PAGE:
Higher-Income Workers. As the figure shows, the fastest-growing segment of the uninsured population over the past 10 years has been middle- and upper-income families. From 1998 to 2007, the number of uninsured among households earning more than $50,000 annually actually increased by more than five million. The ranks of the uninsured in households earning $50,000 to $75,000 increased 27 percent, while the number of uninsured households earning above $75,000 increased 65 percent.

Why the Poor Are Uninsured: The "Free Care" Alternative. Many people do not enroll in government health insurance programs because they know that free health care is available once they get sick. Federal law forbids hospital emergency rooms from turning away critical care patients regardless of insurance coverage or ability to pay. A recent Urban Institute study estimates full-year uninsured individuals receive $1,686 in medical care each year. Of this, $583 is paid out-of-pocket while the remaining $1,103 is public and private charity care. This does not include the more than $300 billion the federal and state governments spend annually on such "free" public health insurance as Medicaid and S-CHIP. Furthermore, there is little incentive to enroll in public programs because families can always sign up when the need arises.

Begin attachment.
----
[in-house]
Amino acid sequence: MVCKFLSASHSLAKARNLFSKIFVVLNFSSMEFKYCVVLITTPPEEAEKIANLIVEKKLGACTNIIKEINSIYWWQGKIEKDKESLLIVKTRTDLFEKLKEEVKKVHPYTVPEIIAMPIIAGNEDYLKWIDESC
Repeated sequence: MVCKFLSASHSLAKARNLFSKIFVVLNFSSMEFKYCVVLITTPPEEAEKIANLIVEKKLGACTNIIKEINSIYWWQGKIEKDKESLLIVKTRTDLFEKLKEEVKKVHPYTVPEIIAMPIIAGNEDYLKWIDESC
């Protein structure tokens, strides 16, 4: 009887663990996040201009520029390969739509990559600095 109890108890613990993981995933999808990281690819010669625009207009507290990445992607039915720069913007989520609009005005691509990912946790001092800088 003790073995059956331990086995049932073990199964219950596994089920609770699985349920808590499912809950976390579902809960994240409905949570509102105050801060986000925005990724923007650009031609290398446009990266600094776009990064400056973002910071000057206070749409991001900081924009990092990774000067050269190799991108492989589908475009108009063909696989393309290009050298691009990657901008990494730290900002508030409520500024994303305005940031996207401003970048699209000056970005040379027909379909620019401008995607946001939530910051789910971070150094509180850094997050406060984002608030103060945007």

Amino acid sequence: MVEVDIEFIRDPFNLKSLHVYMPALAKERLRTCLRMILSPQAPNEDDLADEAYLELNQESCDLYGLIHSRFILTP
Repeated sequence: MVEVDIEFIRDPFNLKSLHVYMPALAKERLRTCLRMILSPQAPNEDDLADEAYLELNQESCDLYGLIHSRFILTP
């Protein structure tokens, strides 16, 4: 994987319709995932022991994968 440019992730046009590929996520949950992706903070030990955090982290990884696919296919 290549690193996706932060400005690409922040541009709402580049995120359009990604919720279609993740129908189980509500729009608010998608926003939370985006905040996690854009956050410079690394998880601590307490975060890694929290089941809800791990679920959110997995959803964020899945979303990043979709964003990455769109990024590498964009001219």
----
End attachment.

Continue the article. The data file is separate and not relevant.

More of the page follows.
Why the Nonpoor Are Uninsured: State Mandates. Government policies that drive up the cost of private health insurance may partly explain why millions of people forgo coverage. Many states try to make it easy for a person to obtain insurance after becoming sick by requiring insurance companies to offer immediate coverage for pre-existing conditions with no waiting period. Thus, when people are healthy they have little incentive to participate and tend to avoid paying for coverage until they need care.